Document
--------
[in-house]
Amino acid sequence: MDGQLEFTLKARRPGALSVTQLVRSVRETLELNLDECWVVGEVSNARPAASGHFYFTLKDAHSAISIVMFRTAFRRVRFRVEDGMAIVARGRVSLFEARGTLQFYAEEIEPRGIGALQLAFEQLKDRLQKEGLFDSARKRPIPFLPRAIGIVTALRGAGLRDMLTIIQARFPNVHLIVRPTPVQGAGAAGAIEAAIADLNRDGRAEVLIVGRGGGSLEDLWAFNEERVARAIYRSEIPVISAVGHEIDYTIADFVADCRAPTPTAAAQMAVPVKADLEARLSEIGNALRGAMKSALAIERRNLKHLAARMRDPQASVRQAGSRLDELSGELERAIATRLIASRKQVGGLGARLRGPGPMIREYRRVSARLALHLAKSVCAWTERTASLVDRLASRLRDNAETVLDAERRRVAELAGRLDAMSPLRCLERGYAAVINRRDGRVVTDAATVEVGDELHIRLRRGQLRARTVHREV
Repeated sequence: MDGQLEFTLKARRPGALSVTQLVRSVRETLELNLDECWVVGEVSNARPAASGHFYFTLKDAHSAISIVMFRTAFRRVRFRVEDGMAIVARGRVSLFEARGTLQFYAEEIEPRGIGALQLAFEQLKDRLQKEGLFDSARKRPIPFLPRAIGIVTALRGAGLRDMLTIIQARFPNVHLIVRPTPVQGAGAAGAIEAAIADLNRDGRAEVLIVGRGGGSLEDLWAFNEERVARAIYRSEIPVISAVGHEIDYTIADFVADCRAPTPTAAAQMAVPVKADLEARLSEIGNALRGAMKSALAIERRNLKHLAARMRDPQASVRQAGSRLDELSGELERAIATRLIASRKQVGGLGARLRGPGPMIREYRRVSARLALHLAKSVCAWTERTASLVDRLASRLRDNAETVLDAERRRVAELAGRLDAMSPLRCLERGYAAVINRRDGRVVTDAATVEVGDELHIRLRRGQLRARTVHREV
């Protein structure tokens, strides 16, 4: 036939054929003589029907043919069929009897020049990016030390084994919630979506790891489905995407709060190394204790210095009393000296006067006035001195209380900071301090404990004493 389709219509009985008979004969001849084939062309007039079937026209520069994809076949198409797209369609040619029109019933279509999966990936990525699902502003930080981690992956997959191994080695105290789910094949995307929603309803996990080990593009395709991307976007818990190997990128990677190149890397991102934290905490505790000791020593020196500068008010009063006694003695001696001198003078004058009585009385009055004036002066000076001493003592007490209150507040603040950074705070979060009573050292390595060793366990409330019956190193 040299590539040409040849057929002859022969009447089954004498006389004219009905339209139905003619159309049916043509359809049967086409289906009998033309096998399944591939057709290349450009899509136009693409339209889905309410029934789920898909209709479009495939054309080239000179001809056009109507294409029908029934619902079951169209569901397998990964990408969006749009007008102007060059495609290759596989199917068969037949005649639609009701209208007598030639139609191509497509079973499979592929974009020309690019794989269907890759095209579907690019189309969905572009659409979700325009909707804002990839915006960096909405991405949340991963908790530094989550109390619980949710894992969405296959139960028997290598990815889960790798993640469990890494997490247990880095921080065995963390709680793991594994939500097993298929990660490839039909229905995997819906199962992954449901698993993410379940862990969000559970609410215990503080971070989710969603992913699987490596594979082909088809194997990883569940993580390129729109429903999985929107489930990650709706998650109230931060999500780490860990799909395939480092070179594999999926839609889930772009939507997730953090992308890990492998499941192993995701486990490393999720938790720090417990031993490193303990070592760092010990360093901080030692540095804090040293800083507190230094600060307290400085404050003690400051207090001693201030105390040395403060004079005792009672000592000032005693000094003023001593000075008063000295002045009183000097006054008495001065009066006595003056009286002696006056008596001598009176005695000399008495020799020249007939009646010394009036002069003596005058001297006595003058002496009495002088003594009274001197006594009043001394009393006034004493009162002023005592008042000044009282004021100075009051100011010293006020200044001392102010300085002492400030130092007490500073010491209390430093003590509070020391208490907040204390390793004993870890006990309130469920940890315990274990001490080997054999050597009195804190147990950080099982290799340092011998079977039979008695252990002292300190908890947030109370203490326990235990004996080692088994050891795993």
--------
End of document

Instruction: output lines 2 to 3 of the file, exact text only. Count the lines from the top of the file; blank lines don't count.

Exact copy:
Amino acid sequence: MDGQLEFTLKARRPGALSVTQLVRSVRETLELNLDECWVVGEVSNARPAASGHFYFTLKDAHSAISIVMFRTAFRRVRFRVEDGMAIVARGRVSLFEARGTLQFYAEEIEPRGIGALQLAFEQLKDRLQKEGLFDSARKRPIPFLPRAIGIVTALRGAGLRDMLTIIQARFPNVHLIVRPTPVQGAGAAGAIEAAIADLNRDGRAEVLIVGRGGGSLEDLWAFNEERVARAIYRSEIPVISAVGHEIDYTIADFVADCRAPTPTAAAQMAVPVKADLEARLSEIGNALRGAMKSALAIERRNLKHLAARMRDPQASVRQAGSRLDELSGELERAIATRLIASRKQVGGLGARLRGPGPMIREYRRVSARLALHLAKSVCAWTERTASLVDRLASRLRDNAETVLDAERRRVAELAGRLDAMSPLRCLERGYAAVINRRDGRVVTDAATVEVGDELHIRLRRGQLRARTVHREV
Repeated sequence: MDGQLEFTLKARRPGALSVTQLVRSVRETLELNLDECWVVGEVSNARPAASGHFYFTLKDAHSAISIVMFRTAFRRVRFRVEDGMAIVARGRVSLFEARGTLQFYAEEIEPRGIGALQLAFEQLKDRLQKEGLFDSARKRPIPFLPRAIGIVTALRGAGLRDMLTIIQARFPNVHLIVRPTPVQGAGAAGAIEAAIADLNRDGRAEVLIVGRGGGSLEDLWAFNEERVARAIYRSEIPVISAVGHEIDYTIADFVADCRAPTPTAAAQMAVPVKADLEARLSEIGNALRGAMKSALAIERRNLKHLAARMRDPQASVRQAGSRLDELSGELERAIATRLIASRKQVGGLGARLRGPGPMIREYRRVSARLALHLAKSVCAWTERTASLVDRLASRLRDNAETVLDAERRRVAELAGRLDAMSPLRCLERGYAAVINRRDGRVVTDAATVEVGDELHIRLRRGQLRARTVHREV